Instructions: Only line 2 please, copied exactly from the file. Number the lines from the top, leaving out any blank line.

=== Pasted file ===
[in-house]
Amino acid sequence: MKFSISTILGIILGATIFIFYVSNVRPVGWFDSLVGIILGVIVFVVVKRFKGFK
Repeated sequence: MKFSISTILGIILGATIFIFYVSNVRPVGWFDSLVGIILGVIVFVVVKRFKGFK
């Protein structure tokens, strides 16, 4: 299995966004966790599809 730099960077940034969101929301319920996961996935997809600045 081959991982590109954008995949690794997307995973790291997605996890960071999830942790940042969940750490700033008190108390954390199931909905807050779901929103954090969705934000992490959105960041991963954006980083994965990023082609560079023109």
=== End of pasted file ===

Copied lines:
Amino acid sequence: MKFSISTILGIILGATIFIFYVSNVRPVGWFDSLVGIILGVIVFVVVKRFKGFK